(a) Moteki S. A., Usui A., Selvakumar S., Zhang T., Maruoka K. Angew. Chem., Int. Ed. 2014;53:11060. [PubMed]
    (b) Tan H., Li H., Ji W., Wang L. Angew. Chem., Int. Ed. 2015;54:8374. [PubMed]
    (c) Zhou Q.-Q., Guo W., Ding W., Wu X., Chen X., Lu L.-Q., Xiao W.-J. Angew. Chem., Int. Ed. 2015;54:11196. [PubMed]
  • For select reviews on hypervalent iodine chemistry:
    (a) Yoshimura A., Zhdankin V. V. Chem. Rev. 2016;116:3328. [PubMed]
    (b) Tohma H., Kita Y. Adv. Synth. Catal. 2004;346:111.
    (c) Narayan R., Manna S., Antonchick A. P. Synlett. 2015;26:1785.
    (d) Zhdankin V. V. Curr. Org. Synth. 2005;2:121.
    (e) Li Y., Hari D. P., Vita M. V., Waser J. Angew. Chem., Int. Ed. 2016;55:4436.
  • For selected reviews on visible light-mediated organic reactions:
    (a) Narayanam J. M. R., Stephenson C. R. J. Chem. Soc. Rev. 2011;40:102. [PubMed]
    (b) Yoon T. P., Ischay M. A., Du J. N. Nat. Chem. 2010;2:527. [PubMed]
    (c) Prier C. K., Rankic D. A., MacMillan D. W. C. Chem. Rev. 2013;113:5322. [PubMed]
    (d) Xie J., Jin H., Xu P., Zhu C. Tetrahedron Lett. 2014;55:36.
  • Togo H., Advanced Free Radical Reactions for Organic Synthesis, Elsevier, 2004.
  • . Geometries were optimized at the M06-2X/6-31+G(d)-SDD level of theory in the gas phase. Single point energies were calculated at the M06-2X/6-311++G(d,p)-SDD level with the SMD solvation model in HFIP. See ESI for computational details. For recent computational studies on photoredox mediated C–C bond formation reactions, see:
    (a) Frisch M. J., et al., DFT calculations were performed using Gaussian 09, Revision D.01, Gaussian, Inc., Wallingford CT, 2009.
    (b) Gutierrez O., Tellis J. C., Primer D. N., Molander G. A., Kozlowski M. C. J. Am. Chem. Soc. 2015;137:4896. [PubMed]
    (c) Demissie T. B., Ruud K., Hansen J. H. Organometallics. 2015;34:4218.
    (d) Pan X., Fang C., Fantin M., Malhotra N., So W. Y., Peteanu L. A., Isse A. A., Gennaro A., Liu P., Matyjaszewski K. J. Am. Chem. Soc. 2016;138:2411. [PubMed]
  • (a) Extreme caution should be used for preparation and handling of 27: Leffler J. E., Faulkner R. D., Petropoulos C. C., J. Am. Chem. Soc., 1958, 80 , 5435 .
    (b) In comparison with 27, Bl-OAc is very stable and can be readily prepared in two steps from ortho-iodobenzoic acid: Eisenberger P., Gischig S., Togni A., Chem.–Eur. J., 2006, 12 , 2579 . [PubMed]
  • See:
    (a)
    The experimental redox potential of An external file that holds a picture, illustration, etc.
Object name is c6sc02653b-t1.jpg (–0.81 V vs. SCE in MeCN) was used in the computation of the SET reaction energy with Ru(ii)*.

    (b)
    Dissociative single electron transfer (DSET) processes to directly form Bl-2 and AcO Bl-3 and AcO˙ are also possible. For DFT calculations of redox potentials,

    (c) Winget P., Cramer C. J., Truhlar D. G. Theor. Chem. Acc. 2004;112:217.
    (d) Isse A. A., Lin C. Y., Coote M. L., Gennaro A. J. Phys. Chem. B. 2011;115:678. [PubMed]
    (e) Roth H. G., Romero N. A., Nicewicz D. A. Synlett. 2016;27:714.
  • (a) Zhdankin V. V., Krasutsky A. P., Kuehl C. J., Simonsen A. J., Woodward J. K., Mismash B., Bolz J. T. J. Am. Chem. Soc. 1996;118:5192.
    (b) Ochiai M., Ito T., Takahashi H., Nakanishi A., Toyonari M., Sueda T., Goto S., Shiro M. J. Am. Chem. Soc. 1996;118:7716.
    (c) Le Vaillant F., Courant T., Waser J. Angew. Chem., Int. Ed. 2015;54:11200. [PubMed]
    (d) Jia K., Zhang F., Huang H., Chen Y. J. Am. Chem. Soc. 2016;138:1514. [PubMed]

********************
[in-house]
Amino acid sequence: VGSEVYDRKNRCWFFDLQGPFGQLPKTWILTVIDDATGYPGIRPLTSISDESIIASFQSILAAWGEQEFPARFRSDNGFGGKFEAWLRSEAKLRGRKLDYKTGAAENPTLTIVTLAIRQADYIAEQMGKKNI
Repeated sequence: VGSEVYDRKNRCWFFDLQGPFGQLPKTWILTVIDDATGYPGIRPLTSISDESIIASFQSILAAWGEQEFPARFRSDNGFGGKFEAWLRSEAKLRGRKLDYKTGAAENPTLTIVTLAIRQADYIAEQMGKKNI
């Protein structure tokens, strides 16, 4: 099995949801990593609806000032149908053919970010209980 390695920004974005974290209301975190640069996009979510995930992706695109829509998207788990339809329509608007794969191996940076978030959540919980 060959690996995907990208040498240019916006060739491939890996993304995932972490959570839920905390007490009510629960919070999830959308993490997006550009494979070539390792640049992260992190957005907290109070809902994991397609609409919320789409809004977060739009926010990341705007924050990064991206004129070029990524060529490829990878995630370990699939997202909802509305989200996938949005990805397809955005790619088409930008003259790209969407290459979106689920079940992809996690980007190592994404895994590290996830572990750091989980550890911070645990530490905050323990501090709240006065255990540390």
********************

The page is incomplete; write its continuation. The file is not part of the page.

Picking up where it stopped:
(e)
    Ref. 15c and 20a
  • The length of I–O bond in known carboxyl benziodoxoles typically lie in the range of 2.1 to 2.2 Å. see:
    (a) Gougoutas J. Z., Lessinger L. J. Solid State Chem. 1974;9:155.
    (b)
    Ref. 12a and 16a

    (c) An unusually long I–O bond of 2.48 Å was observed in an arylbenziodoxle compound; the I–O interaction was described as a weak primary bond or strong intramolecular secondary bond: Batchelor R. J., Birchall T., Sawyer J. F., Inorg. Chem., 1986, 25 , 1415 .
  • Bl-2 is probably best described as a resonance structure between the O-centered and I-centered radicals
  • No detectable C–H ortho-iodoarylated side products were observed in our alkylation reaction system
  • Although the intramolecular I–O interaction stabilizes Bl-2, there is still sufficient radical character on the O atom that manifests similar reactivity as that of typical O-centered radicals
  • (a) Ollivier C., Renaud P. Chem. Rev. 2001;101:3415. [PubMed]
    (b) Schaffner A.-P., Renaud P. Eur. J. Org. Chem. 2004:2291.
    (c) Carra C., Scaiano J. C. Eur. J. Org. Chem. 2008:4454.
    (d) Liu D., Li Y., Qi X., Liu C., Lan Y., Lei A. Org. Lett. 2015;17:998. [PubMed]
  • For a leading review on homolytic substitution reaction: Davies A. G., Roberts B. P., Acc. Chem. Res., 1972, 5 , 387 .
  • The control experiment in Scheme 4A suggest that the reaction of alkyl boronic acids and trifluobororates might proceed with different mechanisms under our reaction conditions. It is plausible that Ru(iii) formed via the oxidation by Bl-OAc might react with the easily oxidizable alkyl trifluoroborates to give the alkyl radical and Ru(ii). Such process has been proposed in the previous studies of Bl-mediated photoredox-catalyzed reaction system using alkyl trifluoroborates (ref. 12). Formation of alkyl radical via SET oxidation of alkyl trifluoroborates by Ru(iii) or Ir(x) have been proposed in other photoredox-mediated system, see ref. 11 and 13. As seen in the control experiment with benzoyl peroxide, benzoyloxy radical might also be able to react with σ complex 30 via H-abstraction to form the final alkylated product and close the photoredox cycle

Articles from Chemical Science are provided here courtesy of Royal Society of Chemistry